It also turns out that both of these don't support mmWave. That would be a task for the RM510Q-GL:
That strange looking line of ports is actually for 8 mmWave antennas.
- 5G SA: 4200 Download, 450 Upload
- Not really sure at all why the upload is cut in half from the aformentioned 5G options specifically for 5G SA.
- 5G NSA: 5000 Download, 650 Upload
- 5G mmWave: 7500 Download, 2900 Upload
- LTE: 2000 Download, 200 Upload
So, similar to the rumoured kids of today not even knowing about filesystems allegedly because smartphones do away with that complexity, I don't know how much data is actually a good amount of data per month. Do I really need "unlimited" data, or is there a specific data cap that is practically unlimited?
Thankfully, ASDA provided a handy table:
I threw in some higher-than-usual numbers in and I got 32GB a month. Considering that uploads also count, I'd say that 50GB/month is practically unlimited to me.
Still, some cold hard numbers are much better than guesstimates, so I've downloaded a bandwidth tracking program that was put out in 2009 called BitMeter OS v0.8, since the interface looks modern enough. I should find out what my usage is in a month. If the tracker in Windows 10 didn't suspiciously give me 493mb of usage, I would've just gone with that number instead. It'll be amazing if I really only use 0.5GB of data a month, though I think I've watched more than a combined hour of YouTube in the past month. Thus, I'd like to get a second set of data. I did a speed test on fast.com, which downloads an 80MB file for the test and the BitMeter bandwidth tally did increase by 80MB, so the program is likely accurate.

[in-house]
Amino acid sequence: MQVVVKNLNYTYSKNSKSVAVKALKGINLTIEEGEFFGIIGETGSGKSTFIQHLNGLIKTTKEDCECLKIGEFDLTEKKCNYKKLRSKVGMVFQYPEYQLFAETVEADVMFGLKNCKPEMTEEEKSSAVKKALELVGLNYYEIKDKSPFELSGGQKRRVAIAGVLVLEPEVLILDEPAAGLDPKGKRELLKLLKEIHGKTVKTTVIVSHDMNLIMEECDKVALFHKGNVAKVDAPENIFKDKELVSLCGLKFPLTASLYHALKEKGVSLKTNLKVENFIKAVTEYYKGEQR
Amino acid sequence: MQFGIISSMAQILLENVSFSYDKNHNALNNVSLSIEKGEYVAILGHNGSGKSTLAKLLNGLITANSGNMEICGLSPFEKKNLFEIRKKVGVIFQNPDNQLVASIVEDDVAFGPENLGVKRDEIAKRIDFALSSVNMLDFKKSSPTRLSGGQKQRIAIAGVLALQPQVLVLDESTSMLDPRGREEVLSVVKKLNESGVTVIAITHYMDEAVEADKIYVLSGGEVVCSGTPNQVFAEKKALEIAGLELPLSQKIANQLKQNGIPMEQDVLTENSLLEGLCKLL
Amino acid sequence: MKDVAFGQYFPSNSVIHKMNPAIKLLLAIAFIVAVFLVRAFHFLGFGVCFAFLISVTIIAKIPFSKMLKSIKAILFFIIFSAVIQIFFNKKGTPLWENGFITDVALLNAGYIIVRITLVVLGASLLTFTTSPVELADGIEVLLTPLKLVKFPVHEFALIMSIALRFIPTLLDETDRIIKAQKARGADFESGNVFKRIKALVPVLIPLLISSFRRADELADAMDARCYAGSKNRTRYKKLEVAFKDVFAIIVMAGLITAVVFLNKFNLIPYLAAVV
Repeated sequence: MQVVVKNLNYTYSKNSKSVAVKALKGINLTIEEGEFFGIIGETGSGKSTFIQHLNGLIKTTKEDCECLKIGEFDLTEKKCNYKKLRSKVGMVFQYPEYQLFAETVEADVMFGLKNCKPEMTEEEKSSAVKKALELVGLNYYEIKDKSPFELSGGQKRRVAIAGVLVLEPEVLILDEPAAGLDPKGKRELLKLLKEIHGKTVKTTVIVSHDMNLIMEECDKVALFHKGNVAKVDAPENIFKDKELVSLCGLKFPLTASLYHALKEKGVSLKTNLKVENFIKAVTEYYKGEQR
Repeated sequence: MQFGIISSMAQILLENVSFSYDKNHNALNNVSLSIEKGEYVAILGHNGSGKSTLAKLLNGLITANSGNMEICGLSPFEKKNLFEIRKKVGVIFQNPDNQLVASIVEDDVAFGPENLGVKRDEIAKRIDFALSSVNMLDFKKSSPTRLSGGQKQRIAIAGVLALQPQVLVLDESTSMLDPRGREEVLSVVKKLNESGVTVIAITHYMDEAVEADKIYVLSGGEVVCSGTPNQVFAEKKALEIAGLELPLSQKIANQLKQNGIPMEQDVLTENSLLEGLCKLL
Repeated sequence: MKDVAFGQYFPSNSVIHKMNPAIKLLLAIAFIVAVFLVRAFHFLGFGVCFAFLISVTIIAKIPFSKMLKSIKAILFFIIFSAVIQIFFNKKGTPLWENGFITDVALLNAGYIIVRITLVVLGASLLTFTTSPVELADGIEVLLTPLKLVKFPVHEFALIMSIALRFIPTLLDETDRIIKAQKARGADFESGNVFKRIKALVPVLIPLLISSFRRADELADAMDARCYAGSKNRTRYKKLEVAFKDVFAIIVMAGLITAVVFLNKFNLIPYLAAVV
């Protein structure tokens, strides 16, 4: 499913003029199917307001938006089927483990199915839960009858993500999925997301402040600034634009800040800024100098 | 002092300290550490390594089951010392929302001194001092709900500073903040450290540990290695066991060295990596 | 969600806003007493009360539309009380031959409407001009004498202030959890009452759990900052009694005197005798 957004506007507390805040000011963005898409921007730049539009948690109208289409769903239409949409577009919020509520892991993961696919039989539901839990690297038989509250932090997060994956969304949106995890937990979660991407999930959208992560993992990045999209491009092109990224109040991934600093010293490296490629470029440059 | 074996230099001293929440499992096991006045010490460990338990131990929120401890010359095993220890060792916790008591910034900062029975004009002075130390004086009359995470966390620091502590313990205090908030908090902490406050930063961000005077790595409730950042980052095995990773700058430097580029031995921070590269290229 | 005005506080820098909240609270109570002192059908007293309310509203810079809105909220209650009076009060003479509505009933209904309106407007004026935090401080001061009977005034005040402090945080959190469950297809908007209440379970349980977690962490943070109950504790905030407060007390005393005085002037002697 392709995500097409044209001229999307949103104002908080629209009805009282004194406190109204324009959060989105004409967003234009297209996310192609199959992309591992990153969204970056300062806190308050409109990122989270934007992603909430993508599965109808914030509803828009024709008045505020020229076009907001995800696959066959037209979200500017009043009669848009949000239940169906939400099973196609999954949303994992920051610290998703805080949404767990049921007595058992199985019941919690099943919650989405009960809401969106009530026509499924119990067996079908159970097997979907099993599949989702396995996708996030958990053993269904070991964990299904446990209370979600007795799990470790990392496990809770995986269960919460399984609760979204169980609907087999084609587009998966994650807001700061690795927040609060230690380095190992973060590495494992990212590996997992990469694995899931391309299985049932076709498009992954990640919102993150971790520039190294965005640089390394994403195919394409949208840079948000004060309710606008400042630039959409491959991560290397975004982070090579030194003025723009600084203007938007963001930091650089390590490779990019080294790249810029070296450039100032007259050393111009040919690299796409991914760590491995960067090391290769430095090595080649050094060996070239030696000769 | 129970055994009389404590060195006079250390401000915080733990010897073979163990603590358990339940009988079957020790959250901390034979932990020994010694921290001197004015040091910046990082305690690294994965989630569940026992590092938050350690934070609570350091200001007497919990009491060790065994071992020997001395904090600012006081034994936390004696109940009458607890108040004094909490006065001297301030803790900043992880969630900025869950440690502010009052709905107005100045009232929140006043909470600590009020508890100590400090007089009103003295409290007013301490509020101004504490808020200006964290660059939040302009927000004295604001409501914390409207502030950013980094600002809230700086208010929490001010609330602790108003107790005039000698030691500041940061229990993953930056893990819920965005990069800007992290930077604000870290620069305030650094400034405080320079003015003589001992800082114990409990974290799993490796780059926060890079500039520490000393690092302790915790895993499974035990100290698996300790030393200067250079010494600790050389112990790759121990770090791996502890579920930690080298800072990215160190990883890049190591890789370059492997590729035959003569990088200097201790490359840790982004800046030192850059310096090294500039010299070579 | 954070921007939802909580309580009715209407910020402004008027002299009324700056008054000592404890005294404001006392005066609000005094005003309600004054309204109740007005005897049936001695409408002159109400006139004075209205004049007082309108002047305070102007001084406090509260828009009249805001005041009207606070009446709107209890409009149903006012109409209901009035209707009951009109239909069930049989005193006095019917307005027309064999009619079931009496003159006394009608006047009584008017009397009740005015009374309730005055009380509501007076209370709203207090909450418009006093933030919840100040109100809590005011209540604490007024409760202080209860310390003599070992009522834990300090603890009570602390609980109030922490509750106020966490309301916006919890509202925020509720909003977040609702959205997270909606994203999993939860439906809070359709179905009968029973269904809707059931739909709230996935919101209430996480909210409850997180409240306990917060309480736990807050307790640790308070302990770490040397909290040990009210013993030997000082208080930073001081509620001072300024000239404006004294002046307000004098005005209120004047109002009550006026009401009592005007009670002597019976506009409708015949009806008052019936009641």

Now, for my actual options. It seems that £10/month is my minimum bound and £18/month is the maximum, at least for just trying things for the first month. It's not like I can get actual data speeds without buying the hardware and picking a carrier. Anyway, I set my search to >=40GB/month on a 1 month contract and the lowest is £10 and the cheapest unlimited is £18 from ID mobile.
This is... way cheaper than I thought it was going to be. I thought it was like £30 for 50GB or something. 0.037 pence per working-hour (9hr/day) to allow me to actually study/work in the wide outdoors? That seems great.
I'm suspicious of these "hidden offers" though, like I'd imagine I'd buy the first month fine but then I can't buy the same price the next month or something. Or, more likely, you get to keep the deal up until you cancel and then have to go with a worse option if you renew. Even when it doesn't say "hidden offer", I can only find the 50GB deal for £10/month, not 60. Well 75GB is only an additional £2 a month so it's probably not too much of an issue.
iDmobile uses the 3 network, so it's already looking like a good option. Then there's SMARTY, which is actually owned by Three yet undercuts them massively for some reason:
Another good sign is that SMARTY's prices are visible on their site, and surely 200GB is practically unlimited for most of the population, no?
I also like the look of their website, which hopefully translates to their dashboard experience.
I'm reading the trustpilot reviews, and talkmobile certainly has the most glowing ones, followed by SMARTY which is aight and iD's has a few too many instances of "debt collectors" in the reviews to be an anomoly, so I will avoid them for now.